Tag Archive - guests

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How to Help Guests Self-Identify at your Church

Churches are notorious for making guests feel awkward and out of place. I attended a church once that asked every guest to wear a rose sticker on their shirt and then remain seated during a time in the worship service when everyone else would stand up walk around and “greet” the new guests. Super awkward, but honestly mild. I could tell some really embarrassing stories how churches make guests feel uncomfortable.

The guest experience is an essential part of your church reaching new people. But building a great guest experience isn’t just about church growth and numbers, it’s ultimately about helping people feel like they belong at your church, so they can then begin to believe in the life-changing news about Jesus.

There are a few simple things your church can do to help guests self-identify.

Guest Parking:

Priority parking for guests and a great experience in the parking lot with a parking team and good clear signage is a great way to help guests self-identify.

New Kids/Family Check-in:

Having a new family check-in area for first time kids in the kids ministry is a great way to help new families self-identify.

New Ministry Engagement:

Simply pay attention to new ministry engagement each week. The first time someone gives, the first time someone jumps into a group, the first time they volunteer, or any other way they self-identify, check to see if it is their first point of engagement.

Mention Guests in your Weekend Services:

Make sure you address guests directly in your weekend worship services. Thank them from the stage for being your guests that weekend and tell them what step you want them to take. Some churches have a communication card they want guests to fill out and turn in, some direct guests to a particular place to receive a special welcome and meet the staff, and I’ve seen others invite guests to self-identify and on their behalf the church donates a financial gift to a ministry…i.e. “By simply being here this weekend you’re providing clean drinking water to kids in…let us know you’re here and make a difference in the life of a kid.”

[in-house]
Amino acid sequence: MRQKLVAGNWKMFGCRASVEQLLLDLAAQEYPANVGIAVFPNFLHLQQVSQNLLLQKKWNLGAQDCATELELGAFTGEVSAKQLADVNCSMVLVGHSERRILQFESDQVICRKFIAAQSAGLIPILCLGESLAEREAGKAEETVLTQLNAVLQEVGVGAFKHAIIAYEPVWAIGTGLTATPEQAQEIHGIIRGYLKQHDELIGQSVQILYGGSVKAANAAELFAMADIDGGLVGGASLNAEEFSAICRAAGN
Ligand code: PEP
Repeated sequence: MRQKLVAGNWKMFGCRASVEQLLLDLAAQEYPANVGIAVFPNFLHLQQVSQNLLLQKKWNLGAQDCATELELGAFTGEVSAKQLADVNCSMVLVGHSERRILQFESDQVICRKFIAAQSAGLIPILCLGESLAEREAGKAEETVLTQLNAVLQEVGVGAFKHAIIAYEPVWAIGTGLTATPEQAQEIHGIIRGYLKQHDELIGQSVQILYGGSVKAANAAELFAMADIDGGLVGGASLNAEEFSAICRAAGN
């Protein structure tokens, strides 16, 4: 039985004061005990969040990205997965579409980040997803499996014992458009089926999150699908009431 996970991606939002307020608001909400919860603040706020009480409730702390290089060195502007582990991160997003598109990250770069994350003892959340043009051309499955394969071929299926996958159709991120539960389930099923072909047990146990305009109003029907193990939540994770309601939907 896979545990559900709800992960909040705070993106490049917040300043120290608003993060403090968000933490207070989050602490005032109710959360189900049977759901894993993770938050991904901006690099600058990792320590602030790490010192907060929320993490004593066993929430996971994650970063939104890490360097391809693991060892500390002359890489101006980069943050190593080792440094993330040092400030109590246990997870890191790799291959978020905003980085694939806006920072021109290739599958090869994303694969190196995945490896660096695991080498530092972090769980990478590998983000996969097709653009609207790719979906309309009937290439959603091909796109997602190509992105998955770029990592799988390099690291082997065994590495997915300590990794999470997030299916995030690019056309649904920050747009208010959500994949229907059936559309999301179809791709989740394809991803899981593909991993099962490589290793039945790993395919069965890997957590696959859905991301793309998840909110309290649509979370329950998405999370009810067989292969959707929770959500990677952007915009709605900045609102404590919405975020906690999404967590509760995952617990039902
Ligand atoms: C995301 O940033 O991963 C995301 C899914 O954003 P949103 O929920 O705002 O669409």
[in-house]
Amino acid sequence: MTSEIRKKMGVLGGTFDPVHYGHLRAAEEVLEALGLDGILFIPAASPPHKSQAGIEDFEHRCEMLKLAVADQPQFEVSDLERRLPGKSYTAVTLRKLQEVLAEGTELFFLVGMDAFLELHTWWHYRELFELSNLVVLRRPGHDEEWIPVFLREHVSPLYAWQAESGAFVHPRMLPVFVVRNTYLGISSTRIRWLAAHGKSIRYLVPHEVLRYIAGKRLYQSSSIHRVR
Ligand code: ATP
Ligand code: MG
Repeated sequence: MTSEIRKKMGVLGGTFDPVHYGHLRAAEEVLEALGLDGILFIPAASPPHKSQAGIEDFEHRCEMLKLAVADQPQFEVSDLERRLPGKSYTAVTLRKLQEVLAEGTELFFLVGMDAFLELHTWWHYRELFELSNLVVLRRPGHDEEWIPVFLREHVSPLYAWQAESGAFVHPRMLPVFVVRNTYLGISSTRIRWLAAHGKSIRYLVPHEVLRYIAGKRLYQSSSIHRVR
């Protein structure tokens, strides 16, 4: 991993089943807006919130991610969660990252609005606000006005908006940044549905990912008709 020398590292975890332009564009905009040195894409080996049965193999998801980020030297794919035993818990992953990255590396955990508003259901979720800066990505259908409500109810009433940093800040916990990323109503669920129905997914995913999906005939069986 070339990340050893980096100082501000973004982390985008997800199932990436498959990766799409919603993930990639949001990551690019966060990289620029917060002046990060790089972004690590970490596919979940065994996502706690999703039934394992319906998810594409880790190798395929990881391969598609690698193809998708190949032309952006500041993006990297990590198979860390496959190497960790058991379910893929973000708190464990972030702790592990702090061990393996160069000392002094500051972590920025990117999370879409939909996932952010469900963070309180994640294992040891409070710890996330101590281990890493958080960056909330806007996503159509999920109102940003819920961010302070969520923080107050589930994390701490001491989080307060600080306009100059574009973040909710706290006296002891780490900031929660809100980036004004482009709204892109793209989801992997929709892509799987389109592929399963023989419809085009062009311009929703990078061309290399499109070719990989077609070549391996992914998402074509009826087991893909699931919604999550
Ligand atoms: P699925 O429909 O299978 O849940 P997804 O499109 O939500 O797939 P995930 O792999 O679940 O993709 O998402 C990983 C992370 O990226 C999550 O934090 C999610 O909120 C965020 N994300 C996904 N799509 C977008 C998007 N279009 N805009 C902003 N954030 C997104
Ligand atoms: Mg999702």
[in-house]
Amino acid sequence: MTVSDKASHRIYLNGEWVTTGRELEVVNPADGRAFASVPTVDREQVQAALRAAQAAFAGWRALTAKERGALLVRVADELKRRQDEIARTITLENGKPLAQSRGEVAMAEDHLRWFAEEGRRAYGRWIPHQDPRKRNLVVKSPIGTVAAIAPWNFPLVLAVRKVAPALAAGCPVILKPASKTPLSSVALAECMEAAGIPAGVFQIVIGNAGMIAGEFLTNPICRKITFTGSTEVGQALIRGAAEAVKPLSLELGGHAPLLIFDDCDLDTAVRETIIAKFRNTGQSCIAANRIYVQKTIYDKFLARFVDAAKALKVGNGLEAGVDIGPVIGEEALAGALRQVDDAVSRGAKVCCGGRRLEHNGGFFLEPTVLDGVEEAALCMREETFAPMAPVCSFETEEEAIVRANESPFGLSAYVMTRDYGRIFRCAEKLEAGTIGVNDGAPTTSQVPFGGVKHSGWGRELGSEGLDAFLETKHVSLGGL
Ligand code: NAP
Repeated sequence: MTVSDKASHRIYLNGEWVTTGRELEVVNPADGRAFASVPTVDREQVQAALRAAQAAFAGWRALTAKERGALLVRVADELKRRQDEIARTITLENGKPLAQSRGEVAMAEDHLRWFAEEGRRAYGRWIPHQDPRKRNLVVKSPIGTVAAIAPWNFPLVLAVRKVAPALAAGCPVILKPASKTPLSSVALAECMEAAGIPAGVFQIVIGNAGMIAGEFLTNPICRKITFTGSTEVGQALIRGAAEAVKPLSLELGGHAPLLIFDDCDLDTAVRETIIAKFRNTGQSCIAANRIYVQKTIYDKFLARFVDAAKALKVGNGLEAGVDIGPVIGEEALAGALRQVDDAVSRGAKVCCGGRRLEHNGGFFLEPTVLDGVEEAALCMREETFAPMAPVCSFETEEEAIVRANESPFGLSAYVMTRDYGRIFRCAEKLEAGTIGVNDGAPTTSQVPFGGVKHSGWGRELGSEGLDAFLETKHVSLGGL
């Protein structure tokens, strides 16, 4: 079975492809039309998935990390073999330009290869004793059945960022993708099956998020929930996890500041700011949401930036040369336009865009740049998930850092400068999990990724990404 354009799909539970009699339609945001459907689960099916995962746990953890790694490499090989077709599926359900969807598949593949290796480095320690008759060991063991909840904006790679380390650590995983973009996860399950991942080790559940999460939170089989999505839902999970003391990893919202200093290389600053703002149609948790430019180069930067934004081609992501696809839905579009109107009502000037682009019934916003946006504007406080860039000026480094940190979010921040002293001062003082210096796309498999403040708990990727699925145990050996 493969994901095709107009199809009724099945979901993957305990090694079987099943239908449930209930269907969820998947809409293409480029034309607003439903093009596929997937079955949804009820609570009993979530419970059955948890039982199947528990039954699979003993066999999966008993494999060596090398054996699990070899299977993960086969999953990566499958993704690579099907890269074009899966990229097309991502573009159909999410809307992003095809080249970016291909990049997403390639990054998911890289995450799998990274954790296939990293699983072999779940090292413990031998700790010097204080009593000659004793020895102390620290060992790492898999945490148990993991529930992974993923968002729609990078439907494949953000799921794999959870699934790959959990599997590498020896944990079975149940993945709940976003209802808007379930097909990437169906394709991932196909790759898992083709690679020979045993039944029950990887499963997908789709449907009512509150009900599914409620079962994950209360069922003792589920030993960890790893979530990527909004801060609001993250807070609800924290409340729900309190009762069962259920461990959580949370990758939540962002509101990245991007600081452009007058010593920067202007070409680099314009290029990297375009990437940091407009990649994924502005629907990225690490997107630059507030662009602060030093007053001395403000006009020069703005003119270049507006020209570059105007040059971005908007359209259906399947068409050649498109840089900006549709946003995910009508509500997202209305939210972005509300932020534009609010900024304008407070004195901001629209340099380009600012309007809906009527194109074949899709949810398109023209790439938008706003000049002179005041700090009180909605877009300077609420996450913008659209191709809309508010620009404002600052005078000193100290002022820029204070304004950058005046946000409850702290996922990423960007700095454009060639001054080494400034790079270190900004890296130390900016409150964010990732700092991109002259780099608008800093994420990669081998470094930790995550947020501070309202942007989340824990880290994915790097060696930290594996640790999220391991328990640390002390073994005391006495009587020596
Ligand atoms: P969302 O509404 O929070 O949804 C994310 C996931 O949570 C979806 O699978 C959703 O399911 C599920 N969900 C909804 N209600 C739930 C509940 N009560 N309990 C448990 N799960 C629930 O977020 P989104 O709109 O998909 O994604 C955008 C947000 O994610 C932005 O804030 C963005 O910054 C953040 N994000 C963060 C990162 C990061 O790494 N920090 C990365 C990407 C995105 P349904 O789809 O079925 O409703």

So, here’s how the math behind it all works…

  • We know that the average church in America has around a 15% attrition rate annually. People move out of town, people get mad at something the pastor says and leave, and people die. There are all kinds of reasons attrition takes place.
  • We also know that the average church that has a great guest experience and weekend worship experience (including a strong kids ministry), retains about 1 in 5 guests, or 20%.
  • So, if a church that averages 500 people on the weekend is going to grow by 5%, or 25 people on average then they need to help 500 1st time guests self-identify. That’s a 1:1 ratio of guest to attender for the year.
  • Still not following? Say that church of 500 people is on average going to lose 15% of people to attrition, or in this case 75 people. If that church has a 1:1 first time guest to average attendance ratio for the year, that would mean that church would have 500 first time identifiable guests. If they retain 20% of their guests, or 1 in 5 first time guests (which would be 100 people), that church would grow by 5%, or 25 people in average weekly attendance.

Obviously, there are other ways to get things growing at your church. You could “close the back door” and cut the attrition rate, or you could strengthen the retention rate of new guests.

But none of that matters is you can’t help guest self-identify and get them in your assimilation pipeline.


Posted in Leadership

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10 Articles that will Help your Church Make Vision Real

Each month I curate the top 10 most popular blog posts I’ve shared recently. These are the articles that got had the greatest engagement in the past month. They were the most visited, shared, helpful or disagreed with. At any rate, thanks for staying in contact with me through engaging in the content on this site, I hope it’s been helpful to you! In case you missed any of them here they are all in one nice tidy place for you!